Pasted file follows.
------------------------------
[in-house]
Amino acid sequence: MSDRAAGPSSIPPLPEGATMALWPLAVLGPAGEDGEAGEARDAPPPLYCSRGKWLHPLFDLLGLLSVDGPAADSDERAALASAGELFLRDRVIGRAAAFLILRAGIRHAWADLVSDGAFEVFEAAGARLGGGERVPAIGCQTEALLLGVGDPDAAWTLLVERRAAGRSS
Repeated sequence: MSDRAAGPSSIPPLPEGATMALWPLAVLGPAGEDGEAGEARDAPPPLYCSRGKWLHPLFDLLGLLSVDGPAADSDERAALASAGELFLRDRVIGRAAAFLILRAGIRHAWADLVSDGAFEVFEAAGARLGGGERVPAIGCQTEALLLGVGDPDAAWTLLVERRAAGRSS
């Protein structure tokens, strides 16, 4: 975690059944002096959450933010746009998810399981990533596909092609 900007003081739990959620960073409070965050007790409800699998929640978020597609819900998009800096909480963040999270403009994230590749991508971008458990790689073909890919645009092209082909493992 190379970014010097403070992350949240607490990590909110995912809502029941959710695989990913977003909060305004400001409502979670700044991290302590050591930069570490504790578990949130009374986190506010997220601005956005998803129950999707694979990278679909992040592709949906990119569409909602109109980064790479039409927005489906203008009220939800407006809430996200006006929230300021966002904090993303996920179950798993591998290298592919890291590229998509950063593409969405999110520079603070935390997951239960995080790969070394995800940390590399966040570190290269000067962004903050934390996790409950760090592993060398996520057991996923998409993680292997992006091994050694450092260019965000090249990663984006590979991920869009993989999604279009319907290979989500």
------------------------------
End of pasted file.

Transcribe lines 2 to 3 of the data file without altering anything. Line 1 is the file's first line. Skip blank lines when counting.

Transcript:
Amino acid sequence: MSDRAAGPSSIPPLPEGATMALWPLAVLGPAGEDGEAGEARDAPPPLYCSRGKWLHPLFDLLGLLSVDGPAADSDERAALASAGELFLRDRVIGRAAAFLILRAGIRHAWADLVSDGAFEVFEAAGARLGGGERVPAIGCQTEALLLGVGDPDAAWTLLVERRAAGRSS
Repeated sequence: MSDRAAGPSSIPPLPEGATMALWPLAVLGPAGEDGEAGEARDAPPPLYCSRGKWLHPLFDLLGLLSVDGPAADSDERAALASAGELFLRDRVIGRAAAFLILRAGIRHAWADLVSDGAFEVFEAAGARLGGGERVPAIGCQTEALLLGVGDPDAAWTLLVERRAAGRSS